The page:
Protamines are proteins derived from the sperm or testes of salmon or related fish. They are added[1] are added to insulins NPH Neutral Protamine Hagedorn and PZI protamine zinc to delay their absorption.

The difference between isophane/NPH insulins and PZI insulins is the amount of protamine used; there is more in PZI than in NPH/isophane insulins. It's the extra protamine which makes the PZI a slow-acting insulin.

The basis of absorption of any insulins containing protamine[2] is the breakdown of this protein by proteolytic enzymes[3] or proteases in the body. Only after this is accomplished can the insulin itself be absorbed. More protamine in the suspension means insulin absorption will be delayed longer; less protamine means the insulin will be act faster.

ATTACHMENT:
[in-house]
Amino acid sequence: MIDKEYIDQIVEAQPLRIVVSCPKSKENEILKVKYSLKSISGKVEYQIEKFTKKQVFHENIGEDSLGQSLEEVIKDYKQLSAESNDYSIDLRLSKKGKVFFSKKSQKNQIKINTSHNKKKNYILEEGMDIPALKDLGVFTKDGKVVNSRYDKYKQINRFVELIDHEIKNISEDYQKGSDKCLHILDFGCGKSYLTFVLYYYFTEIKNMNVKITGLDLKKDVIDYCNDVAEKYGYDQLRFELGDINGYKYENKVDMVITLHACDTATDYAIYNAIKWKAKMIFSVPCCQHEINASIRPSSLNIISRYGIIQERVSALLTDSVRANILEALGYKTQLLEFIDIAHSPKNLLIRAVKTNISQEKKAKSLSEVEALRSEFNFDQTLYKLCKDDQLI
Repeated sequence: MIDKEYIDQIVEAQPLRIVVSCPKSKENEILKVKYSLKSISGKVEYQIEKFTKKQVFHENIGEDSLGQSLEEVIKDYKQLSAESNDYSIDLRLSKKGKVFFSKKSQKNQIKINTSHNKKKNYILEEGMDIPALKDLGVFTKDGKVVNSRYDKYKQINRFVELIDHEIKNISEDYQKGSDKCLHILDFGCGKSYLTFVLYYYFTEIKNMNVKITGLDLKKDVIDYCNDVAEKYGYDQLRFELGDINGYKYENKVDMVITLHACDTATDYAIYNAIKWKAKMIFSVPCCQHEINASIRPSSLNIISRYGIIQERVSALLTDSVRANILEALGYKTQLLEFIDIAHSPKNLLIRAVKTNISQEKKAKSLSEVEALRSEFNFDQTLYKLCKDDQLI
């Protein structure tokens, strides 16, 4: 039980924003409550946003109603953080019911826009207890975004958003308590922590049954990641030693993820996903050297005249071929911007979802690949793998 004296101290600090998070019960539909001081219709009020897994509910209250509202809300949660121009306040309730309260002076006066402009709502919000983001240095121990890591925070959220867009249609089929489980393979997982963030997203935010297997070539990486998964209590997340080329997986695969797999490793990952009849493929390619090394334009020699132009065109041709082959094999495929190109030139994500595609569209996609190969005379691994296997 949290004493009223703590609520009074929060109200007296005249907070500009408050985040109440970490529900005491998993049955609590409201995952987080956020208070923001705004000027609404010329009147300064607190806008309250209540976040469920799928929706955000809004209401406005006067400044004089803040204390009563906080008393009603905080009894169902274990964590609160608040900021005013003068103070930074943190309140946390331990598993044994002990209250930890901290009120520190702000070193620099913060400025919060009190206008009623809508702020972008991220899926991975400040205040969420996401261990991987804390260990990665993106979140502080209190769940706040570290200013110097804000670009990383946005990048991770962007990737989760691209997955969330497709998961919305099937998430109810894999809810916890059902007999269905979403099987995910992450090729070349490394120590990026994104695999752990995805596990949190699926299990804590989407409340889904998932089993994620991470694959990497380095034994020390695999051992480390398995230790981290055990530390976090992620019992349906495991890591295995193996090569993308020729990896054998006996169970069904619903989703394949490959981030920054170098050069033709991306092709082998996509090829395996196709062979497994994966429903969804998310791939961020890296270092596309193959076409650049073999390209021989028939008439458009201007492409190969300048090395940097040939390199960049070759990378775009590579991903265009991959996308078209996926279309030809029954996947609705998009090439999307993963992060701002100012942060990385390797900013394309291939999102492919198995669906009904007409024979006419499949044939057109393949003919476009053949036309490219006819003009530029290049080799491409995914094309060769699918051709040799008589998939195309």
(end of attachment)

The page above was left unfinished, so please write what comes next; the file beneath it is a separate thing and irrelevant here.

Protamine, like insulin itself, is a protein. In the case of antibody formation, it is possible that the insulin itself is not the cause of them; the proteins present in the suspension, such as protamine, may be[4]. In this case, changing the type of suspension would solve the problem.

Protamine has other medical uses as well.

See also suspension.


  1. Journal Allergy & Clinical Immunology 1998-Protamine
  2. Copy of text from Endocrinology
  3. Wikipedia: Proteolytic Enzymes
  4. Vetsulin-Problems With Regulation of Diabetes Mellitus-Antibodies
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